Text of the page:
Style sheets are directives for browsers to display web pages exactly how the designer would like to display them. They allow for very specific control over the look and feel of a web page. Web sites can be built without CSS (it came many years after HTML), but CSS gives the web designer more power to control how the content is displayed. The main benefit of CSS is that it splits the content from the presentation. Site-wide style changes can be performed by editing the style sheet rather than every page individually.

DHTML — DYNAMIC HTML
This is a combination of the Document Object Model (DOM), Cascading Style Sheets (CSS), and JavaScript that allows HTML to interact more directly with the readers. In many ways DHTML is what makes web pages fun.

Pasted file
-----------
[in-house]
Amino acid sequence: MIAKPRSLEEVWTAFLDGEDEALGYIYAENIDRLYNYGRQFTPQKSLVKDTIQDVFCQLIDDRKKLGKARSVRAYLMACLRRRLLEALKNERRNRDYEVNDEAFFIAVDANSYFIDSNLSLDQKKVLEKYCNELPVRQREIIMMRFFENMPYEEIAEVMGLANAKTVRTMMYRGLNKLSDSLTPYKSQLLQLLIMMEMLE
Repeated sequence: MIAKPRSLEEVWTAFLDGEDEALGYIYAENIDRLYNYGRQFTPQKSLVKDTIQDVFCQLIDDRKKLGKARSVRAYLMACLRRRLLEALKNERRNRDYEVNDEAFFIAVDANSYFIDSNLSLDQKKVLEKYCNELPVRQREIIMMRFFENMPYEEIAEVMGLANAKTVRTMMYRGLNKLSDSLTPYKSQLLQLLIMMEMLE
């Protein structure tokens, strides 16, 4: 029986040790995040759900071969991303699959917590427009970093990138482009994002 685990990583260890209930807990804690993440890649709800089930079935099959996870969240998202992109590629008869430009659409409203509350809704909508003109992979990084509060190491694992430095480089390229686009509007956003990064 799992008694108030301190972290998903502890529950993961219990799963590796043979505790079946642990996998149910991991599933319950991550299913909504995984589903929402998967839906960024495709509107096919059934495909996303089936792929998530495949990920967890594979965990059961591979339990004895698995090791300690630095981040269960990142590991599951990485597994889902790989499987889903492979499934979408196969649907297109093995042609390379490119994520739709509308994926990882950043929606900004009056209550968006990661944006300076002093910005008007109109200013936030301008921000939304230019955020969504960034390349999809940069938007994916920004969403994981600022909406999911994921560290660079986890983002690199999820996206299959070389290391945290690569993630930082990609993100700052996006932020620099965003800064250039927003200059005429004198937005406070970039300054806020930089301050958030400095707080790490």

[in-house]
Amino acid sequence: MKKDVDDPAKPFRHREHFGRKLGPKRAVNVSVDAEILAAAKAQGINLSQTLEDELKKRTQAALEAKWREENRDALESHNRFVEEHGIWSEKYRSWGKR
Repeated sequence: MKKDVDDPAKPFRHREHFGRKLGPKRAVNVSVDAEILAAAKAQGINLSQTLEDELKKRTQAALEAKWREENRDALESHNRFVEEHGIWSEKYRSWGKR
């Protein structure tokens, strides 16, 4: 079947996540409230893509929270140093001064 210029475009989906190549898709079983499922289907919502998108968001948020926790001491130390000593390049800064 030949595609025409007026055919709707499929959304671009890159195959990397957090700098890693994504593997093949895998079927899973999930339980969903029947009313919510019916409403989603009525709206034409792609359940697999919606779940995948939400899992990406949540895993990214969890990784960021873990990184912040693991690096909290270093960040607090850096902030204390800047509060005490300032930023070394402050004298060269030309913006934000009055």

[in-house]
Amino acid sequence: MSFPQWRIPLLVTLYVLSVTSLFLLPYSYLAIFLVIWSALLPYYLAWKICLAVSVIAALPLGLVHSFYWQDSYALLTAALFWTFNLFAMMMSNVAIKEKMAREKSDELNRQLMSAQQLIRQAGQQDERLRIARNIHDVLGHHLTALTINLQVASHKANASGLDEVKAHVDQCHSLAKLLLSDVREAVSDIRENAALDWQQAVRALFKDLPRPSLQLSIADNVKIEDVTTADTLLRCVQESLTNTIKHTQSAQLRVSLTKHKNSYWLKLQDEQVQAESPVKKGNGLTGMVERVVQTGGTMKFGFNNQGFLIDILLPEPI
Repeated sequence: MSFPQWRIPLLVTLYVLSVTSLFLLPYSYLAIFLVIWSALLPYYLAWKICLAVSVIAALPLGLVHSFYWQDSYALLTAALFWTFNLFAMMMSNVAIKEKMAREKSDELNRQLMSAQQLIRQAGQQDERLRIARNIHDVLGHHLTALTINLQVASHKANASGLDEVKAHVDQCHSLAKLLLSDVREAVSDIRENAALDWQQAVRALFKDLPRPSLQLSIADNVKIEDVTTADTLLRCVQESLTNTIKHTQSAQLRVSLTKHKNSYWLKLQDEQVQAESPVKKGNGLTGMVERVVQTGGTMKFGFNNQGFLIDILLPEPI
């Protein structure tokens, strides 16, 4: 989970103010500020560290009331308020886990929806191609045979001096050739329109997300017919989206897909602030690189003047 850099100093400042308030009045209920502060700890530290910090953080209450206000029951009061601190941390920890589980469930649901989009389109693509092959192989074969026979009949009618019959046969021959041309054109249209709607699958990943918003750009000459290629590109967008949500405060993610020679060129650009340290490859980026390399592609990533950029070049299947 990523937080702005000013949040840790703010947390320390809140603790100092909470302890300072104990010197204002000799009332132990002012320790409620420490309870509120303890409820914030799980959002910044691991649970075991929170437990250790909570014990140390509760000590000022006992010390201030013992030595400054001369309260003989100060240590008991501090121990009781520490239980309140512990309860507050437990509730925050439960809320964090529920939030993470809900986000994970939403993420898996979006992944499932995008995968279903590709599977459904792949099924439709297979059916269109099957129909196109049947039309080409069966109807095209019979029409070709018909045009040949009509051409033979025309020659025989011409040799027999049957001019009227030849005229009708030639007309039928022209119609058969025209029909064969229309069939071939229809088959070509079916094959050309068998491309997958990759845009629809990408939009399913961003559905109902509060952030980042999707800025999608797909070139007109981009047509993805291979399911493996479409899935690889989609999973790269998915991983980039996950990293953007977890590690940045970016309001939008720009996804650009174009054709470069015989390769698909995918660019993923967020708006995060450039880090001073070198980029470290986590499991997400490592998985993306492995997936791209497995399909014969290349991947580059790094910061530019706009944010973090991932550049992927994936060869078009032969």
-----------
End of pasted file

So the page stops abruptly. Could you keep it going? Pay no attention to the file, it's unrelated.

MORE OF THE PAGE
DOM — DOCUMENT OBJECT MODEL
This is the specification for how the HTML, JavaScript, and CSS interact to form Dynamic HTML. It defines the methods and objects available for web developers to use.

FTP — FILE TRANSFER PROTOCOL
FTP is how files are moved across the internet. You can use FTP to connect to your web server and put your web files there. You can also access files via a browser with the ftp:// protocol. If you see that in a URL it means that the file requested should be transferred to your hard drive rather than displayed in the browser.

GIF — GRAPHIC INTERCHANGE FORMAT
GIF is a popular image format for the web. The GIF format is limited to 256 colors and supports transparency, which makes it suitable for simple graphics such as logos or buttons, but not for complex graphics such as photos.

GUI — GRAPHICAL USER INTERFACE
GUI is short for graphical user interface. It’s that part of an application (or web site) that’s intended for the user. Also called the “front end”.